How Interpersonal Teacher Student Relation Affects Student’s Achievement

Introduction

The types and effects of student-teacher interpersonal relationships, especially in higher learning institutions, have received considerable research in the past years. A lot of Research has focused on the level of interaction in the class, the closeness of teachers to students in and out of classes, parental kind of relationship and the commitment of the student and the teacher (Nooks, 2011). Most of the research done has pointed to the conclusion that; both informal and formal interactions have resulted to student’s individual growth and better academic achievement. This is as a result of the favourable environment created by a teacher, in which the students consider their teachers as their associates or helpers (Michael & Herrold, 2008).

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Although interpersonal relationships have had a positive effect on the outcome of the student’s success, some students have used this relationship to influence their teachers to award them higher grades. Others have been known to visit their tutors during the office hours to falsely express interest on some class work in order to seek sympathy grades. This is very common especially if the teacher and the student are of different sex (National Associations of Secondary School, 2005). Also, there has been some cases where teachers seek to exchange good grades with favours; mostly sexual. This shows that an interpersonal relationship between teachers and students has both negative and positive sides (Yoon, 2006). Therefore it is very crucial to know exactly how this relationship improves the student’s grades and at the same time avoiding the dangers that come with it. This paper will explore the ways in which interpersonal relationships can be used to positively affect a student’s success in various circumstances.

The effects of the interpersonal relationships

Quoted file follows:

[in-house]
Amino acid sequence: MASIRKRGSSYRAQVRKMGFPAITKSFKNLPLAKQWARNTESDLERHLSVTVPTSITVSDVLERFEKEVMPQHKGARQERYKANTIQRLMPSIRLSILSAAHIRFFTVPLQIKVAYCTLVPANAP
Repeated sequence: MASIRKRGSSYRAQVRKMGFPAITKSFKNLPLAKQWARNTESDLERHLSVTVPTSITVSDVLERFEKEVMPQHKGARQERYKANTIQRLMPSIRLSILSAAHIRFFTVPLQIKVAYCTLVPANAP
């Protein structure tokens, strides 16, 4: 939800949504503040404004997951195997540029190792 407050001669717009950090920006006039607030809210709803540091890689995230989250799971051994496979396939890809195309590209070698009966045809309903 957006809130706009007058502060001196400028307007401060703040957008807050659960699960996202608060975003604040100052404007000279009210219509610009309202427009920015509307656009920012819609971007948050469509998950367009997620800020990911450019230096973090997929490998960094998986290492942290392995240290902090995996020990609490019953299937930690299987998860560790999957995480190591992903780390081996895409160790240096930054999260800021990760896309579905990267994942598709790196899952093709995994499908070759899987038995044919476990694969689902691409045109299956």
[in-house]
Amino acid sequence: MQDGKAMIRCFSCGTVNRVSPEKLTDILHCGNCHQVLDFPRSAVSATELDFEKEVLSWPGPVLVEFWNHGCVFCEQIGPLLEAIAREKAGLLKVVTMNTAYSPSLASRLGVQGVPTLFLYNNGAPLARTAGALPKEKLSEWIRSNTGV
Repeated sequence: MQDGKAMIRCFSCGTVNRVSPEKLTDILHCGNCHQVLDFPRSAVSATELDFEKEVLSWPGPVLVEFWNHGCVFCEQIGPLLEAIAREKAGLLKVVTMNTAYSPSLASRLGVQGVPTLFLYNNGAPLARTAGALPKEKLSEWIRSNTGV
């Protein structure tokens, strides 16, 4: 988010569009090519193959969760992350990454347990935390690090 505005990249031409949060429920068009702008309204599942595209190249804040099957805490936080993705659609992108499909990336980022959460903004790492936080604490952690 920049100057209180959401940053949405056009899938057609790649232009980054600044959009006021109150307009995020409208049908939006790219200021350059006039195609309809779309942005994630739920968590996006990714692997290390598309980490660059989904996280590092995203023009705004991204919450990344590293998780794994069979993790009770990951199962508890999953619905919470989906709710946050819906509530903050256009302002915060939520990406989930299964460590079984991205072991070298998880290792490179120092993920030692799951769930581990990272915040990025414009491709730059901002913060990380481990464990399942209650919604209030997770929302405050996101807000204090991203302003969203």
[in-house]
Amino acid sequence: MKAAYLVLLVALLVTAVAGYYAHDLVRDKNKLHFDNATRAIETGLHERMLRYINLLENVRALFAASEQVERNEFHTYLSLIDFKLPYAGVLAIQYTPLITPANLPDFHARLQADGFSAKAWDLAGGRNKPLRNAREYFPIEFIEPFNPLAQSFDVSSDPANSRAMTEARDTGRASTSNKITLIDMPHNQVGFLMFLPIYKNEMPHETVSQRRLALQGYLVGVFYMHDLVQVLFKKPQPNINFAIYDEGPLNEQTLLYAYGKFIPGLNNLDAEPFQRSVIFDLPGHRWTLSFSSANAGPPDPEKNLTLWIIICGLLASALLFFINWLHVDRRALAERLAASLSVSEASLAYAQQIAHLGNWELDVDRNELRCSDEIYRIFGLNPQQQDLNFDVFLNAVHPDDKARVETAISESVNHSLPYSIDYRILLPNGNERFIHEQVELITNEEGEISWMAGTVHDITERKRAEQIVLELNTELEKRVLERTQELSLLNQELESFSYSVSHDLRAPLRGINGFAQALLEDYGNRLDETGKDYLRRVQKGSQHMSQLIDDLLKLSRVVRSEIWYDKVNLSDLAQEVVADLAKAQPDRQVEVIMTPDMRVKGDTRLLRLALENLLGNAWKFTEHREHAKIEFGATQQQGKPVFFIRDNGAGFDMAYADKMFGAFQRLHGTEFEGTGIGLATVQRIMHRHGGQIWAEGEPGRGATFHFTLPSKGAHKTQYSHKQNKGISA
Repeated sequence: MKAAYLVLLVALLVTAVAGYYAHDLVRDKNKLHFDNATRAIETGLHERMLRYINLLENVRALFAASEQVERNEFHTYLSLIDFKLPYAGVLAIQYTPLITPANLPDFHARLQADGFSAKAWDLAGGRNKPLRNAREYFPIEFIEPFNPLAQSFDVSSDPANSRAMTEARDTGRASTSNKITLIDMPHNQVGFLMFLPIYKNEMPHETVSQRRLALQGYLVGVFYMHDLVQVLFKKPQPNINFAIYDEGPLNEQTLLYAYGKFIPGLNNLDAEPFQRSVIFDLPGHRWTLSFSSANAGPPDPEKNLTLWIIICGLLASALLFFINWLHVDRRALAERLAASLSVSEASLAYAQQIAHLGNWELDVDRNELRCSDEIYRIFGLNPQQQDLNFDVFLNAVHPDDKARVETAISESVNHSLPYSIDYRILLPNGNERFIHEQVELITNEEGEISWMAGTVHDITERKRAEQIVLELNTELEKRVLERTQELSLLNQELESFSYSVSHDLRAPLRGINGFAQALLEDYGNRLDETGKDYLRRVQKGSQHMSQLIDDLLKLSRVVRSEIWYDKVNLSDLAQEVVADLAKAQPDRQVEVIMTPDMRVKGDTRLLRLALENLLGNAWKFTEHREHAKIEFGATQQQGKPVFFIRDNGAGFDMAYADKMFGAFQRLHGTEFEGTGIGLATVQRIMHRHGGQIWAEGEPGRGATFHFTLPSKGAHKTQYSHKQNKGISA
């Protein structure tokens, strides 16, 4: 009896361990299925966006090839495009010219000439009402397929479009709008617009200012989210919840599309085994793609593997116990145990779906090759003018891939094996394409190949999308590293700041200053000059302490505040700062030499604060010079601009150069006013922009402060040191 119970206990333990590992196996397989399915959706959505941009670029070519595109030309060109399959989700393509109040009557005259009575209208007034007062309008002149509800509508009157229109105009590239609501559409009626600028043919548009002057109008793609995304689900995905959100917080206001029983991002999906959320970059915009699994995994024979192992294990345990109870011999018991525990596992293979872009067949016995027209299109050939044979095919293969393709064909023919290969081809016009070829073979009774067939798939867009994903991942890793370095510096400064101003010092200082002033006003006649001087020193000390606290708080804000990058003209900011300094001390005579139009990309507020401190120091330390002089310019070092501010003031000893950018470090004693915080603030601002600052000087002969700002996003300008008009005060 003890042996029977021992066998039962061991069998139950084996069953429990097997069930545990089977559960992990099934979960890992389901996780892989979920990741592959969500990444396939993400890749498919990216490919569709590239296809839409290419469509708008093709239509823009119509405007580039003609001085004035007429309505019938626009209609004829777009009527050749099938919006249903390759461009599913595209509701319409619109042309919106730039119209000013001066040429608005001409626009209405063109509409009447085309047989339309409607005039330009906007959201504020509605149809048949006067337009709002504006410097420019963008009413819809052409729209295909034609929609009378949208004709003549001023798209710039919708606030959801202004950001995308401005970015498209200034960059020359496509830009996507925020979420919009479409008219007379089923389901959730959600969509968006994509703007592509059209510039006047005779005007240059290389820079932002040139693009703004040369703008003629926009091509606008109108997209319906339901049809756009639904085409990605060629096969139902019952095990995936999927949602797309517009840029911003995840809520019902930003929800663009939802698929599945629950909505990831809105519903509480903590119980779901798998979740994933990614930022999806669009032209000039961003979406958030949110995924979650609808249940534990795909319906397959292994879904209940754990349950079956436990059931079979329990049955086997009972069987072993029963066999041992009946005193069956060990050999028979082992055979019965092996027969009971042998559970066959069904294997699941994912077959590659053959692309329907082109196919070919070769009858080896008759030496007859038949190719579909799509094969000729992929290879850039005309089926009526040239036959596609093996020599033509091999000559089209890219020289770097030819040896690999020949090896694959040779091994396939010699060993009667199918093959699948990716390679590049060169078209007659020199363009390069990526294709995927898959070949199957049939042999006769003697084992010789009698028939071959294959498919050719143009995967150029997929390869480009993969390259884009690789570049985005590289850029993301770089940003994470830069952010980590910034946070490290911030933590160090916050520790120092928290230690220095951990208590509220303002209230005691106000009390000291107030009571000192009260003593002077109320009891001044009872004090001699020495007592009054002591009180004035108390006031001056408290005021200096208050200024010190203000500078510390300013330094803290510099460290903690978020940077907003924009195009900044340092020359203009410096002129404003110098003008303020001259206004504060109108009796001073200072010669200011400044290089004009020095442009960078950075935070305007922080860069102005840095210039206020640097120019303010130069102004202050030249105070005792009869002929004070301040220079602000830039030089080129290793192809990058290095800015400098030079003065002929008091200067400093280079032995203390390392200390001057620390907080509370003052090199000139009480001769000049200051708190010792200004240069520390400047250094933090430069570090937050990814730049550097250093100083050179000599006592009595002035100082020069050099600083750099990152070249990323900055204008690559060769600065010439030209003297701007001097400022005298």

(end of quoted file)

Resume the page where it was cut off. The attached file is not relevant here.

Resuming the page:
In a classroom setting, the teacher is the leader in the learning process. The type of leadership used by tutors can either be dictatorial, democratic or laissez faire; the choice of leadership is also affected by the location of the school in the political world. A dictatorial teacher gives instructions to the students, and they are expected to follow without much complains. The teacher is rigid in his methods and punishes whoever does not follow his instructions and rewards whoever adheres to his rules. Meanwhile, a democratic teacher allows the contribution of students and even consults them regarding classroom proceedings (Yong, 2009). Finally, the laissez faire tutor allows the pupils a higher level of independence and the interaction can go up to personal level. Since learning has been complicated by involvement of emotions and feelings, teachers are encouraged to adopt the democratic and laissez faire methods (Washington, 2008).

Teaching has been known to be more than passing information and knowledge to students; it also involves developing the student both emotionally and socially (Kapan, 1995). Therefore, it is vital for the teachers to have an interpersonal relationship with their students; both in and out of the classroom. Despite of this awareness, there is little knowledge on how this interpersonal relationship can be used to improve a student’s intelligence and develop socially. In recent years, we have witnessed the increase of students in the classroom who are from differing backgrounds. To deal with such classes, it is crucial for teachers to develop an arousing and gentle environment. This environment revolves around the feelings, which both the teacher and student have, regarding factors that affect the performance of the student (Foster & Spencer, 2011).

The performance of a student is affected by his interests, maturity level, principles, motivator and background. To take care of each student, the teacher has to establish a good relationship with each one of them. This relationship is affected by the frequency and value of contact established by the teacher. Therefore, an ideal teacher treats every student as an individual and is caring and tender towards his pupils. It is known that if a student associates himself with a certain group, he is bound to become one of them in almost every way. One study found that the academic performance of a group of students who are friends is fairly the same. This shows that if a student wants to perform well in the class, it is crucial that he associates himself with students who have good grades. Better yet, forming a close relationship with the teacher will definitely lead to improvement of grades (Avim & Dahinten).